Sir Richard Branson, Founder, Virgin Group (London, UK)
Few people are more synonymous with international business acumen than Sir Richard Branson. The Virgin brand he founded in 1970 is now attributed to everything from trains to planes, gyms to cola, fuel to phones. We recently sat down with him in the heart of East London to talk about Virgin’s sustainability efforts. First though, a bit of context.
In 1984, defying criticism from his competition as well as the directors of his own company, Branson founded Virgin Atlantic, which grew to the point of being the second-largest British long-haul international airline. In 1992, to boost the success of the airline, he sold Virgin Records to EMI for US$ 1 billion. Soon after came enormous expansion in travel, telecommunications, health, banking, music, leisure and more. It wasn’t long before Branson became the only person to build eight billiondollar companies in eight different sectors. Currently there are more than 100 Virgin companies worldwide, employing around 60,000 people in over 50 countries.
Much of Branson’s valuable time these days is focused on promoting an environmental agenda via the Virgin Green Fund, a leading independent private equity firm investing growth capital in the renewable energy and resource-efficiency sectors in North America and Europe. One of its key areas of focus is petroleum alternatives, in response to global warming and the recent spike in fuel costs. Since 2006, Branson has invested the profits of both Virgin Atlantic and Virgin Trains into research for environmentally-friendly fuels, and the airline has partnered with the Carbon War Room. “The mission is to accelerate the adoption of business solutions that reduce carbon emissions at gigaton scale and advance the low carbon economy by focusing on an industry-based approach,” he explains. “CWR’S aviation arm is seeking to address the market barriers that are currently preventing renewable jet fuels from moving from the test flight stage into full-scale commercial production.”
According to Virgin Unite (the non-profit he set up in 2004 to tackle social and environmental challenges), the transport sector’s global emissions profile has grown by 45 per cent between 1990 and 2007, with emissions expected to rise by another 40 per cent between 2007 and 2030. The Carbon War Room is focused on making significant carbon reductions in the sector with better transport models, efficiency standards, consumer acceptance of new modes of transport, and adoption of renewable fuels. Branson says that thanks to Virgin Atlantic’s development partner Lanzatech, he hopes his planes will soon be running on isobutanol—a sugar-based fuel that has just half the carbon footprint of kerosene.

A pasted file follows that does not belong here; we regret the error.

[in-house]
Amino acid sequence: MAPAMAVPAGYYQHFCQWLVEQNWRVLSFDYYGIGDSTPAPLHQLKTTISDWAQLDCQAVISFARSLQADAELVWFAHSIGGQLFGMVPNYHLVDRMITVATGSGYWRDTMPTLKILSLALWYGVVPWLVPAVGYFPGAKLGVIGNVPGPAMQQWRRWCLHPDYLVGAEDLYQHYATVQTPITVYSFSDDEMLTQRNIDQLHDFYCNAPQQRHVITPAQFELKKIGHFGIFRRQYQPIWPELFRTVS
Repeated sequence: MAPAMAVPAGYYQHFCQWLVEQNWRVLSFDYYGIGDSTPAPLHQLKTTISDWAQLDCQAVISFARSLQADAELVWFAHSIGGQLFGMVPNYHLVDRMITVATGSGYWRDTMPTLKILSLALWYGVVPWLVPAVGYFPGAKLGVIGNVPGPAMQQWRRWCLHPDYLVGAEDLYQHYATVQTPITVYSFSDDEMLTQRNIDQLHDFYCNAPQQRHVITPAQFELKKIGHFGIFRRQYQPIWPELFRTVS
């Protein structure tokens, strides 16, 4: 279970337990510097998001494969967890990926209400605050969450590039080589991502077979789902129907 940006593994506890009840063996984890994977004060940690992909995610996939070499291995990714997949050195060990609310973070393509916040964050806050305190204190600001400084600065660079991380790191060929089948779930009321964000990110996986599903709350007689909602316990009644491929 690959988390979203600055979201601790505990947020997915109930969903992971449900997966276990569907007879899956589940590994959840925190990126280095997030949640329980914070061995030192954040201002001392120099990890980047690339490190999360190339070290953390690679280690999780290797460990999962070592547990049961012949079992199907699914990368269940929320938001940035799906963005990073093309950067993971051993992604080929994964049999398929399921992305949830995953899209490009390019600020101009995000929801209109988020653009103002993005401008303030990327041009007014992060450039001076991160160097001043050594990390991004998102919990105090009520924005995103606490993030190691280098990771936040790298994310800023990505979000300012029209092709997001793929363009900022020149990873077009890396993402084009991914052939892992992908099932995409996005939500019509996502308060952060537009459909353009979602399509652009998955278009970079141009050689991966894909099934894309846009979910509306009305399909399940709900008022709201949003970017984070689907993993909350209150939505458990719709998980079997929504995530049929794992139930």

Learning is key to Branson’s ongoing innovations. “I travel six months a year, so I’m learning all the time. I suspect that’s why Virgin has gone into so many different areas. It’s my inquisitiveness—and often my frustration—that makes me feel I can do it better than somebody else is doing it,” he grins. He has even taken to his blog to extol the virtues of giving up beef—previously one of his favourite foods—because of meat consumption’s contribution to global warming and environmental degradation.
“It is estimated that 14.5 per cent of global man-made greenhouse gas emissions come from livestock—which is more than the contribution from all forms of transport,” he explains. “Beef production makes up 41 per cent of those emissions.” He continues to add that in the longer term “there is also great potential in fields like synthetic meat. And there are other more efficient sources of protein; like insects!”
“Green thinking has to be the future, or we simply won’t have a future — that’s the reality of where we’re at,” he says. “This is why I was so excited to launch Virgin Unite, and unite business leaders in these projects. You might well say, ‘That’s just capitalism trying to make amends for all the ills it has thrown at the planet’, but really, it’s just a group of individuals who have the resources to make a difference. It’s about giving